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Author Topic: Sharpening Technique in Camera Raw and Photoshop  (Read 20204 times)
JohnTodd
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« Reply #20 on: March 05, 2012, 12:06:09 PM »
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And, despite Mr. Schwe's modesty in not mentioning it, just the sharpening workflow episode of the 'Camera to Print and Screen - 2011' tutorial series from this very site is worth the cost of the whole series - it made me radically update the way I approach the subject.
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Bryan Conner
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« Reply #21 on: March 05, 2012, 01:14:42 PM »
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And, despite Mr. Schwe's modesty in not mentioning it, just the sharpening workflow episode of the 'Camera to Print and Screen - 2011' tutorial series from this very site is worth the cost of the whole series - it made me radically update the way I approach the subject.

+1
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Onslow
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« Reply #22 on: March 05, 2012, 03:32:38 PM »
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+2

I bought the series, a great investment..... Smiley
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Cheers

Onslow
julianv
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« Reply #23 on: May 14, 2012, 04:52:07 AM »
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Often I use ACR to open a a large raw file (say, from D700 or D800) which will be used only for a small web image.  Is it still worthwhile to do capture sharpening on the file, before moving it to Photoshop for additional tweaks, down-sizing, and sharpening at final size?

I'm curious about this, because there is a theoretical argument for low-pass filtering (Gaussian blurring) an image before a down-sampled size reduction.  This reduces the possibility of spatial aliasing artifacts from the resampling.  So, why should I sharpen the image in ACR, if I'm going to blur it in PS?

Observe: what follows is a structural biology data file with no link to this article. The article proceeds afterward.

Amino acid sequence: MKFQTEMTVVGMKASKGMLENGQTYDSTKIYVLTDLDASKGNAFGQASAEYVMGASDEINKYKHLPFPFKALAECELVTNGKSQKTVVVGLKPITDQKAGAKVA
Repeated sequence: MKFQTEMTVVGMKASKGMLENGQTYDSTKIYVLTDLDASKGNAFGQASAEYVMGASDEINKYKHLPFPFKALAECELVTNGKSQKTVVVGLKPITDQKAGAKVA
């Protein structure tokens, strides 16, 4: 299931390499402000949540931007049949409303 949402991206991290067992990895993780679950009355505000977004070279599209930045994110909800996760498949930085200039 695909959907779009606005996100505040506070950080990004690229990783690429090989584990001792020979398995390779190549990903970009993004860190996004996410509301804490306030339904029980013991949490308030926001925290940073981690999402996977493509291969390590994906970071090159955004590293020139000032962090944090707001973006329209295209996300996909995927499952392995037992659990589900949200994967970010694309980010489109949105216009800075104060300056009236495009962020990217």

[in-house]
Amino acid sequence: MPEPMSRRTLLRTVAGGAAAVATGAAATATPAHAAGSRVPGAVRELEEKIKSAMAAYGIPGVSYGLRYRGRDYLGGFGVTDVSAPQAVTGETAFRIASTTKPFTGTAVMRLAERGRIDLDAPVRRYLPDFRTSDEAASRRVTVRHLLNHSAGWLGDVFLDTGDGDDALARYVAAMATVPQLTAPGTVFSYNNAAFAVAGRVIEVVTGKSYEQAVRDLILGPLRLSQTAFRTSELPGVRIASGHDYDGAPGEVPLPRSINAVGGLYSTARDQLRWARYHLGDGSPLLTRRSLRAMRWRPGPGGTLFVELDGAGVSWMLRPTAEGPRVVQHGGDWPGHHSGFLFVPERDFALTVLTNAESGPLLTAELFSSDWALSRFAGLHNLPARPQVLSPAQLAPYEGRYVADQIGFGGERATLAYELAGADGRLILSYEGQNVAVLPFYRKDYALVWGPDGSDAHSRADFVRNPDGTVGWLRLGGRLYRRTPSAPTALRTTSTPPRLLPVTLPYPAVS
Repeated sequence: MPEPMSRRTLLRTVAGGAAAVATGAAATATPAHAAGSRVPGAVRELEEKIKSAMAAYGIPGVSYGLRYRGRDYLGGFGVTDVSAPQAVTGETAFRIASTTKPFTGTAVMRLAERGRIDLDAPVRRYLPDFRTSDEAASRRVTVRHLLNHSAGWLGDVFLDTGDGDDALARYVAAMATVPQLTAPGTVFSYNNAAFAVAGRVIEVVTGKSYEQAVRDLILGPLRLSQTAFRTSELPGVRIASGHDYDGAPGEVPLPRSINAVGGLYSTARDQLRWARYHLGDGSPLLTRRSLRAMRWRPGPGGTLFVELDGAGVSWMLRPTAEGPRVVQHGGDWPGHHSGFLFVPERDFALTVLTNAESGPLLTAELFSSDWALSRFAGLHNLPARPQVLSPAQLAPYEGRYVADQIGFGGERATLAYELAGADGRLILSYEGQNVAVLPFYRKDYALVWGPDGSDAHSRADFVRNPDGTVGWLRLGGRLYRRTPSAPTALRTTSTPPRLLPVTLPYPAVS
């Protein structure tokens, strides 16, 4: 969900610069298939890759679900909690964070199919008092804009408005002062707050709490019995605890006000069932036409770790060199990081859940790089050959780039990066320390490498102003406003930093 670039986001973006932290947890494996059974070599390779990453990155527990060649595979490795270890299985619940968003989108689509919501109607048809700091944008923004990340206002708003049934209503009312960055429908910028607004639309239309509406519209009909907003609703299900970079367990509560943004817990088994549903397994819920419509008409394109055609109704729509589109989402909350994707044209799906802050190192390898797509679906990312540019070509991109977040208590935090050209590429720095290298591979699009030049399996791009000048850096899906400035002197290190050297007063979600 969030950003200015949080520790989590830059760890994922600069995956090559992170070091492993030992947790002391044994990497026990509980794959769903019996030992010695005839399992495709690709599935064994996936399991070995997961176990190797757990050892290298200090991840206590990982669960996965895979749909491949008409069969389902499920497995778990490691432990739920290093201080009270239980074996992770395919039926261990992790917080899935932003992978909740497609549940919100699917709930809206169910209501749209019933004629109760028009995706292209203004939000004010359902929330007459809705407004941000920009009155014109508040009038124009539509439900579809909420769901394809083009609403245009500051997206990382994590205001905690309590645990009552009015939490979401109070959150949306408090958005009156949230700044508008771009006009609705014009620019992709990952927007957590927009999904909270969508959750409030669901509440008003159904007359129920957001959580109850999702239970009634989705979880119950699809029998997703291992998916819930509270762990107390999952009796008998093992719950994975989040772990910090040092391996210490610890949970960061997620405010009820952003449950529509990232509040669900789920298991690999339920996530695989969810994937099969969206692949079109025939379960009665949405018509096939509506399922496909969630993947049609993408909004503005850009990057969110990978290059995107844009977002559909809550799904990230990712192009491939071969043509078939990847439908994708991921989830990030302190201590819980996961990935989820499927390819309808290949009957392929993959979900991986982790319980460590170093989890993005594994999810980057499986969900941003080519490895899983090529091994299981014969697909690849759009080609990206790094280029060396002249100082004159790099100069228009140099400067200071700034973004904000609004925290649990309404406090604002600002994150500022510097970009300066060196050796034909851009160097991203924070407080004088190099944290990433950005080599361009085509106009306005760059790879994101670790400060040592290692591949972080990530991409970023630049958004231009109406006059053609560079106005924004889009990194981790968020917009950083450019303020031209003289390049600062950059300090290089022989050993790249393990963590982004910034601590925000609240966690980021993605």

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BartvanderWolf
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« Reply #24 on: May 14, 2012, 09:55:23 AM »
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Often I use ACR to open a a large raw file (say, from D700 or D800) which will be used only for a small web image.  Is it still worthwhile to do capture sharpening on the file, before moving it to Photoshop for additional tweaks, down-sizing, and sharpening at final size?

Depending on the image content and the down-sampling percentage, it's more likely to hurt than be of any visible influence. With a proper down-sampling method, the risk can be reduced, so then it wouldn't matter much (if anything).

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I'm curious about this, because there is a theoretical argument for low-pass filtering (Gaussian blurring) an image before a down-sampled size reduction.  This reduces the possibility of spatial aliasing artifacts from the resampling.  So, why should I sharpen the image in ACR, if I'm going to blur it in PS?

Capture sharpening won't have much if any beneficial effect on the downsampled result. Targeted sharpening might help a bit if it improves the MTF curve where there is still detail at the final image size, but the best amount and radius would be much easier to judge on the final output size.

I usually make a PS luminosity blend if sharpening layer at 100% which I can switch off or delete for downsampling, and then add a new luminosity blend if sharpening layer at the final output size. Such a layer allows me also to choose whether I want to change the sharpening regime for enlarged output. Unfortunately the Photoshop algorithms for downsampling are not very good (LR is reasonably good), so I do that with ImageMagick anyway if I want the best result.

Cheers,
Bart
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Dinarius
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« Reply #25 on: June 28, 2012, 09:23:30 AM »
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These may be of interest too...

http://www.luminous-landscape.com/tutorials/high-pass-sharpening.shtml

http://layersmagazine.com/sharpening-high-pass.html

D.
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